The end for Twinkies may just be hours away. Hostess Brands Inc., the maker of the iconic snack, announced on Wednesday that it will liquidate the entire company if not enough striking employees return to work by Thursday evening.
"We simply do not have the financial resources to survive an ongoing national strike," Hostess CEO Gregory Rayburn said in a statement Wednesday. "Therefore, if sufficient employees do not return to work by 5 p.m., EST, on Thursday to restore normal operations, we will be forced to immediately move to liquidate the entire company, which will result in the loss of nearly 18,000 jobs."
The strikes began on Nov. 9, when the company imposed a contract that would cut workers' wages by 8 percent. The Bakery, Confectionery, Tobacco Workers and Grain Millers International Union (BCTGM) said the contract would also cut benefits by 27 to 32 percent.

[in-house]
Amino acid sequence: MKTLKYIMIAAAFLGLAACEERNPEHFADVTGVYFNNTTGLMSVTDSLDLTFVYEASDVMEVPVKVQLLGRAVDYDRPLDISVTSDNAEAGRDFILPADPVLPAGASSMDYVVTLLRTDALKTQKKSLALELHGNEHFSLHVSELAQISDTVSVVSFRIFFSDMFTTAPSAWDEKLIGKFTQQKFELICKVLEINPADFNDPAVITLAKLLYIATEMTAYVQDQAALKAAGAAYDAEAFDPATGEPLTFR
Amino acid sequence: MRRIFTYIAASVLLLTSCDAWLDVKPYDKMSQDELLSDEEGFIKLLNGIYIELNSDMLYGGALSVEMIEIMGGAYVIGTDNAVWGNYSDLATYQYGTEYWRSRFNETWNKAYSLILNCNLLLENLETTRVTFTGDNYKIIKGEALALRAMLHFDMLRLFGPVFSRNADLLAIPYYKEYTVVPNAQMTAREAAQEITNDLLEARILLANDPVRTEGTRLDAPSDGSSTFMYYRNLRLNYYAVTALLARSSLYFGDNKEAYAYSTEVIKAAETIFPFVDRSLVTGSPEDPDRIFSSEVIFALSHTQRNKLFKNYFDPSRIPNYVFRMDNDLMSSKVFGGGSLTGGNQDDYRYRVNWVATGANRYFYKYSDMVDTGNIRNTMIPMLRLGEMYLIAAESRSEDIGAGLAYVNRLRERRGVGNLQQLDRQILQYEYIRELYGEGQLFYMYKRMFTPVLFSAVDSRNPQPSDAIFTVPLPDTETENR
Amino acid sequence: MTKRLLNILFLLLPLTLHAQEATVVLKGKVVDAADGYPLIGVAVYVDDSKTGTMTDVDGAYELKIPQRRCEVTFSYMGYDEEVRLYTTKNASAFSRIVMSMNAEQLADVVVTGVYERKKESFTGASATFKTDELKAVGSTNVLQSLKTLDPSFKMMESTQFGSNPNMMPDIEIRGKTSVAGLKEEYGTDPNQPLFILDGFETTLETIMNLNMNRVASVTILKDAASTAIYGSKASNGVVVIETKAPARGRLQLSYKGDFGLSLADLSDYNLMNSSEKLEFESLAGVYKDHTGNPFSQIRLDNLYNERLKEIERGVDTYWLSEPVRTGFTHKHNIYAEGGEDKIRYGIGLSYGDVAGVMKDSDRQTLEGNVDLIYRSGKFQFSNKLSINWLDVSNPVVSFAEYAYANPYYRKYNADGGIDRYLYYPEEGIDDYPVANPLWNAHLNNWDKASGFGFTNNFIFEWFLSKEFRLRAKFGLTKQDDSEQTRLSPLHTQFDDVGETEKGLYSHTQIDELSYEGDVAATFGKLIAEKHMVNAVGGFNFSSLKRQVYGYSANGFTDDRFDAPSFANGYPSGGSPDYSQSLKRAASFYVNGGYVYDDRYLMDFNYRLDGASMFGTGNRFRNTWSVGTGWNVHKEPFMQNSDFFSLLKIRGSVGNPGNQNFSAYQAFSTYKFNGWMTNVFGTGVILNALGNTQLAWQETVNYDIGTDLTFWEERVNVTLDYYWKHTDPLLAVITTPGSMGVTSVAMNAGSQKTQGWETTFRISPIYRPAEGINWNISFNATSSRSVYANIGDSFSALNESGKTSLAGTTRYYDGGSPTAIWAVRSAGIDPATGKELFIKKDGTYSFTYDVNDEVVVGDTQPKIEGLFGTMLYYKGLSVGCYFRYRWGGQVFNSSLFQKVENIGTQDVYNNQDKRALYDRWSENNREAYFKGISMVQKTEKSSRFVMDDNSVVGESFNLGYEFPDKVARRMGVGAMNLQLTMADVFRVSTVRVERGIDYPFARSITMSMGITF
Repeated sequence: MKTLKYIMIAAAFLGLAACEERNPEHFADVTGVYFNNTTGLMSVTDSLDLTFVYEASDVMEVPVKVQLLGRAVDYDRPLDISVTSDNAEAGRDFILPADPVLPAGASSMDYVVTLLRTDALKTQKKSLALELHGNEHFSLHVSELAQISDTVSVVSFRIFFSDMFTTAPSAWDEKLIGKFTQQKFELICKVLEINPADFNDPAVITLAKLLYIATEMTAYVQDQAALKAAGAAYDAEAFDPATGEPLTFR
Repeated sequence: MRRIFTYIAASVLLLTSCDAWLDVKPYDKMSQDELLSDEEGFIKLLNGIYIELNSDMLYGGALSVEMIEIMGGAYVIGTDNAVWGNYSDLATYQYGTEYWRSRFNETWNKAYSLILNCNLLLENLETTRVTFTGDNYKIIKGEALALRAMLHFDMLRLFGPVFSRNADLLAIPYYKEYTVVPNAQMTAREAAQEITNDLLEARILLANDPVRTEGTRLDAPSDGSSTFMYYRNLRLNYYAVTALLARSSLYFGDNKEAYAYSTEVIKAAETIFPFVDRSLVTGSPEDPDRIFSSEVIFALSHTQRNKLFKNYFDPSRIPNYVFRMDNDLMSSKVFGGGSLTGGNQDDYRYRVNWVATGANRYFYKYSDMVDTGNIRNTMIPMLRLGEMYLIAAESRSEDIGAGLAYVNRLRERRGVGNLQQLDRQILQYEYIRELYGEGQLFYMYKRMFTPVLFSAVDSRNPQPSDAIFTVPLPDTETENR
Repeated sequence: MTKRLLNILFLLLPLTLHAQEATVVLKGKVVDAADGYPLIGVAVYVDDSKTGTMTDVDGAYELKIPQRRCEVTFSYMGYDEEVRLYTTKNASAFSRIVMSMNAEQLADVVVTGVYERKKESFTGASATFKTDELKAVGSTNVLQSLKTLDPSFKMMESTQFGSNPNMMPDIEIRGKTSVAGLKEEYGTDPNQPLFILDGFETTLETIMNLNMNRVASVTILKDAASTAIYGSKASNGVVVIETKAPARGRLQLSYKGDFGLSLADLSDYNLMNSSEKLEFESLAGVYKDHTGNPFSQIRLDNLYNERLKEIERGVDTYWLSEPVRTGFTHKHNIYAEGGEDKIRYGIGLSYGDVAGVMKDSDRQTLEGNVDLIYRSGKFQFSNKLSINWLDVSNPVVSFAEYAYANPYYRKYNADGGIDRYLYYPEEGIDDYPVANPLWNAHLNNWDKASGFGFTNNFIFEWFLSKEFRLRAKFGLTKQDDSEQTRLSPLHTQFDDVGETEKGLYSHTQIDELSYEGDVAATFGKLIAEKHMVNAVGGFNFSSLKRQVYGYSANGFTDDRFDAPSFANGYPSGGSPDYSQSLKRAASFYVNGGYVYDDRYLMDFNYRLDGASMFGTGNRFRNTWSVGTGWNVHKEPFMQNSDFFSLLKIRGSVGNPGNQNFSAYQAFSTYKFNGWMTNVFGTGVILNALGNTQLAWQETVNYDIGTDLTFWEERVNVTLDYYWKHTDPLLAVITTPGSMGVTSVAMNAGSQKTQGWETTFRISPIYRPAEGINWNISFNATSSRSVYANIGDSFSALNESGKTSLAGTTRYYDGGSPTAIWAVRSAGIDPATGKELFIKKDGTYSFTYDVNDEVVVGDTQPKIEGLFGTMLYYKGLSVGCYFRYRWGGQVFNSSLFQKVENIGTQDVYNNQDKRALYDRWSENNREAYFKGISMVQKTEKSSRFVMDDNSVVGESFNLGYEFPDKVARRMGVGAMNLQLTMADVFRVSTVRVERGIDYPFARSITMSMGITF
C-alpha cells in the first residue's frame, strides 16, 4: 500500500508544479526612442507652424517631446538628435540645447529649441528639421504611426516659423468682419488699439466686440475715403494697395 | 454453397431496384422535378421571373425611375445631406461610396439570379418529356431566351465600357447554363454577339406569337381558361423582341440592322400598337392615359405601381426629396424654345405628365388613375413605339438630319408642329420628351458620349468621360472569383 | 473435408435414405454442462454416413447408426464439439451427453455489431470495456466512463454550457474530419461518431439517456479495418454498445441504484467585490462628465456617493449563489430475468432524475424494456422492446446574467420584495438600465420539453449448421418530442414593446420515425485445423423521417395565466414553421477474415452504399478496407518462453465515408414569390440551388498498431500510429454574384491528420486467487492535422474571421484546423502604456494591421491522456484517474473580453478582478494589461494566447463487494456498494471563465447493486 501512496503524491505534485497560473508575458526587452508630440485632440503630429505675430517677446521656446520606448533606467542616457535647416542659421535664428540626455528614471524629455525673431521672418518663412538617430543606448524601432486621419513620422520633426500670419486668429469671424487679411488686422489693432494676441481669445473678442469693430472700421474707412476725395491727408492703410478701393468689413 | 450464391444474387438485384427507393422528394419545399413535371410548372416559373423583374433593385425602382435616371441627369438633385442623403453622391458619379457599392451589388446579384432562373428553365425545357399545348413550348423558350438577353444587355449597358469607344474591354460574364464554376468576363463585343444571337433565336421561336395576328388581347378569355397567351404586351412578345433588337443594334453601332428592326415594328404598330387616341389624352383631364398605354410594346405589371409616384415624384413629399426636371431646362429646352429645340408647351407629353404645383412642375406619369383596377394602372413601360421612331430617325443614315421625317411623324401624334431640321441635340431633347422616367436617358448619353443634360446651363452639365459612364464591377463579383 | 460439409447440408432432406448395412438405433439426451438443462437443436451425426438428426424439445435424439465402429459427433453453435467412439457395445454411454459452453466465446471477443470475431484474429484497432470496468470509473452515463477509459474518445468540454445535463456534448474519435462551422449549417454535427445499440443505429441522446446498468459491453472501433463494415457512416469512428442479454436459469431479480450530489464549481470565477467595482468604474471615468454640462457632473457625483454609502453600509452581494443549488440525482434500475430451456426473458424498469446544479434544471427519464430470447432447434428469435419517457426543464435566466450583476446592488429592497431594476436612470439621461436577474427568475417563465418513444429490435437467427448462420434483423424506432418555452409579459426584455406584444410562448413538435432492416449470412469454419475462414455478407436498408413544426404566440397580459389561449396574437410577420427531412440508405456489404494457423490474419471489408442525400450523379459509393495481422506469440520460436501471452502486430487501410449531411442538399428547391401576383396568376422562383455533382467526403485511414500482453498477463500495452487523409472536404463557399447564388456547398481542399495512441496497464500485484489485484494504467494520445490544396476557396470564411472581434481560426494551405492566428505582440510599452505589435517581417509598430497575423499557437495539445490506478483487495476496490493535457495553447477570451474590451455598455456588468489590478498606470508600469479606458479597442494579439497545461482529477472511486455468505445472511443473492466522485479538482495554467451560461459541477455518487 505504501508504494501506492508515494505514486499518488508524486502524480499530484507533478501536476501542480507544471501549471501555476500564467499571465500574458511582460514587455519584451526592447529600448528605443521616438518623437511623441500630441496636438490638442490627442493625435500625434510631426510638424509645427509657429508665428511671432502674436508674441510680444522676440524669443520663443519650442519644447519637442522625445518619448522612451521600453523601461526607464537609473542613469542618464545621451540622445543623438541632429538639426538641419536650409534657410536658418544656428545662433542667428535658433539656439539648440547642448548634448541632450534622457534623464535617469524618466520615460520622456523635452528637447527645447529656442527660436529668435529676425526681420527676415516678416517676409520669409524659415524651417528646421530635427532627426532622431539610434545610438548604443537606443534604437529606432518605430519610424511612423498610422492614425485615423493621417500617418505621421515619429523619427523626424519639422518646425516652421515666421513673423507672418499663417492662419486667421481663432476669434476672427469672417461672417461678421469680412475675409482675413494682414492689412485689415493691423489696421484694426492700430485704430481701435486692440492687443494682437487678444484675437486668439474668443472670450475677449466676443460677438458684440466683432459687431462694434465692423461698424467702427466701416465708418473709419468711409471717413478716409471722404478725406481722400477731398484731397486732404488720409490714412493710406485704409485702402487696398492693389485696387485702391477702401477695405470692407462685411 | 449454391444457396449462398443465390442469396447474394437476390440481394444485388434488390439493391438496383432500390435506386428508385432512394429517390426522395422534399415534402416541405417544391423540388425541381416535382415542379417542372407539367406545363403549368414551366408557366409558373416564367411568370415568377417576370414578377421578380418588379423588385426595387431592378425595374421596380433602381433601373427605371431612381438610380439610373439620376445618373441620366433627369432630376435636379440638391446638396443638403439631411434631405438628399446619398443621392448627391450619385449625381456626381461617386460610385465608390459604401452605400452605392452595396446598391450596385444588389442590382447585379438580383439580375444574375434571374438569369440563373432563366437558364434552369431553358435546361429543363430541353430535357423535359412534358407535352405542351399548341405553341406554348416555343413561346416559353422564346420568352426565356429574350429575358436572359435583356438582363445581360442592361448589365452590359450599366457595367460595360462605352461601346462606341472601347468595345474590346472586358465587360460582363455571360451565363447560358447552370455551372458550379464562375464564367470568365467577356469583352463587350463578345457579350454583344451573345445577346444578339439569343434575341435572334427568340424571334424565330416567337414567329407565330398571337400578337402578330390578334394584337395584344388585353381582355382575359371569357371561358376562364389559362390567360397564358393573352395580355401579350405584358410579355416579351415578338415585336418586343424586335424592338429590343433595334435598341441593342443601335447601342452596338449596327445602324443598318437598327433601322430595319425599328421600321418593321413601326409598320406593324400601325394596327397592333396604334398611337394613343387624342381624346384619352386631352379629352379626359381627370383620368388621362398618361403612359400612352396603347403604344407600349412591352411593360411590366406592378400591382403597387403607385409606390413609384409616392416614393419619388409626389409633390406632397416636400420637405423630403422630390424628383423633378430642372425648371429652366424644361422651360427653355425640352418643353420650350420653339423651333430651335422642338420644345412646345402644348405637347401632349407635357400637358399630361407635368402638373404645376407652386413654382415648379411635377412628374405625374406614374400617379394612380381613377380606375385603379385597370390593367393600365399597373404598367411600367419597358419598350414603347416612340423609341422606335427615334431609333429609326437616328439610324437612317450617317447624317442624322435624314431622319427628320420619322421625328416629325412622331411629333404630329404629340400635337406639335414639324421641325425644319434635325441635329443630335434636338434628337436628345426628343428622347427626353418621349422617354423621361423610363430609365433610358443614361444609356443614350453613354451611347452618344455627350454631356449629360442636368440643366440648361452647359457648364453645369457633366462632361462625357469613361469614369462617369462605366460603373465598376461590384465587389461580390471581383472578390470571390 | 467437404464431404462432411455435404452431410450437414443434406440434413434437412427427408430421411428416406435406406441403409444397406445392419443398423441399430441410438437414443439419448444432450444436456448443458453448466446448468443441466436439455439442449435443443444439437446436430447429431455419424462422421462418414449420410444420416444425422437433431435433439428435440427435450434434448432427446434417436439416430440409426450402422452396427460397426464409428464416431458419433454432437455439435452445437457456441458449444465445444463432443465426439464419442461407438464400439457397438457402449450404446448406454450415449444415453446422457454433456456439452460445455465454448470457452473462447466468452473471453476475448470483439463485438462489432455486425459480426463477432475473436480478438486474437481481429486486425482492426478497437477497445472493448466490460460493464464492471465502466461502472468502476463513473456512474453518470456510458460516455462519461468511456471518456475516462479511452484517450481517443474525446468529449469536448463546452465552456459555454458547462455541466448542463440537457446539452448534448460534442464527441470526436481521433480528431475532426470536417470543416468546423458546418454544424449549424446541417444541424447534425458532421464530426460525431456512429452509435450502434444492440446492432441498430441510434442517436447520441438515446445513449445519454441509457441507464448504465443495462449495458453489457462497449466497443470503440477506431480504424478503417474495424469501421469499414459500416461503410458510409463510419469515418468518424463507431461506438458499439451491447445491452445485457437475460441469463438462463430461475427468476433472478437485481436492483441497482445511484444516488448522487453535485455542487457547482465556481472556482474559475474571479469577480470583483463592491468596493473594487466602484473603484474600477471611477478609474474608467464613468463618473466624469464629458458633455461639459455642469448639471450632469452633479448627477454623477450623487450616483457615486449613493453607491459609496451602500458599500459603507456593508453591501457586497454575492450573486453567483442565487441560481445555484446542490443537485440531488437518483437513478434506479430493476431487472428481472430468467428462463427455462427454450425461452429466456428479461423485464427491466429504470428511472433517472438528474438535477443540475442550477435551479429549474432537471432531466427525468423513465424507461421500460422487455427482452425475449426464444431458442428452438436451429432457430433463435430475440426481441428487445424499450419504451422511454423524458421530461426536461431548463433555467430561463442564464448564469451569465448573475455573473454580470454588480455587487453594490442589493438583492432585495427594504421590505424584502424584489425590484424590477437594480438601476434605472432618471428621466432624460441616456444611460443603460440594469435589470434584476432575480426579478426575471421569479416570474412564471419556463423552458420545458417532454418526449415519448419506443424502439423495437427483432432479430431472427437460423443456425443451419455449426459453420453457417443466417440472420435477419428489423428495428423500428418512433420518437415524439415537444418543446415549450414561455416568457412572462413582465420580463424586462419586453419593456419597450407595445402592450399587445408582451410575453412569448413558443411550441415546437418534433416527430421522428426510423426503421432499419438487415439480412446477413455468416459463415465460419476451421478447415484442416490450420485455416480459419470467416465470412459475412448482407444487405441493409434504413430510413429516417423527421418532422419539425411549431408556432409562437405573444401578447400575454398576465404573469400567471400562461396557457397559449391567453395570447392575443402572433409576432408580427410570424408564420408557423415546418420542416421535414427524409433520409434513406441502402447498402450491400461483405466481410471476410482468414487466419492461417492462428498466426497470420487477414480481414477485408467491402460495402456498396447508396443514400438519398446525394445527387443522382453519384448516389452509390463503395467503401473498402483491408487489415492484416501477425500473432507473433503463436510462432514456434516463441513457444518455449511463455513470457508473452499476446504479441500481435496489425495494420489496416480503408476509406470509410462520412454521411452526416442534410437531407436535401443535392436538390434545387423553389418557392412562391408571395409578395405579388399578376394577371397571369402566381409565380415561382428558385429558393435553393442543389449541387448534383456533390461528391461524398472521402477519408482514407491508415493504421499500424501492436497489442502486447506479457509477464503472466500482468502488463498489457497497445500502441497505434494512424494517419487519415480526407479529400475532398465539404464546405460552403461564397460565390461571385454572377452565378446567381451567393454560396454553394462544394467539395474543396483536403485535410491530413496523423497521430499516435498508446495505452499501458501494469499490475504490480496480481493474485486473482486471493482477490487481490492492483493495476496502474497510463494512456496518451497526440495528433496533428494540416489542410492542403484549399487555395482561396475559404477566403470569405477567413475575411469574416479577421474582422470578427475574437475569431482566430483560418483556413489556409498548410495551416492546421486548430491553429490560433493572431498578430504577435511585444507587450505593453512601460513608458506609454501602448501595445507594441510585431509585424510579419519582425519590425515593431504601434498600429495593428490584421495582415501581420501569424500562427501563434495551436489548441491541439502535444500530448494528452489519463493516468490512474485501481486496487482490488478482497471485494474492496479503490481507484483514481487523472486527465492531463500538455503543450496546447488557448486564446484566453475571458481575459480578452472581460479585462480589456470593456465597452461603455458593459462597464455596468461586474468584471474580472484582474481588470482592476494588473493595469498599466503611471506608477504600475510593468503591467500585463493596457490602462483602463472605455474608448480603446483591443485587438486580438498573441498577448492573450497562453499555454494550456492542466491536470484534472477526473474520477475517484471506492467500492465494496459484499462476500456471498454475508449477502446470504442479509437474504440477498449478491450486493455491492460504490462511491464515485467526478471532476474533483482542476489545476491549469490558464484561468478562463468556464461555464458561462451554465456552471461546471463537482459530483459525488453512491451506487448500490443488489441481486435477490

Hostess, which is privately owned by two hedge funds, has struggled in recent years with two bankruptcy filings. The company said it "has done everything in its power to pursue a reorganization of its business as a going concern, including spending the better part of 18 months negotiating with its key constituents to obtain a consensual agreement."
"It is now up to Hostess' BCTGM represented employees and Frank Hurt, their international president, to decide if they want to call off the strike and save this company, or cause massive financial harm to thousands of employees and their families," Rayburn said.
If the strike continues, Hostess said it will file a motion on Friday to wind-down the company and sell all of its assets. If the U.S. Bankruptcy Court grants the motion, the company will then begin to close all of its operations as early as Nov. 20.
"Hostess Brands is making a mockery of the labor relations system that has been in place for nearly 100 years," union President Frank Hurt said in a statement earlier this week. "Our members are not just striking for themselves, but for all unionized workers across North America who are covered by collective bargaining agreements."
The union, which represents more than 80,000 industry workers, maintains that the company's policies will bring its members back to workplace standards of the 1950s.
ABC News' David Wright contributed to this report.
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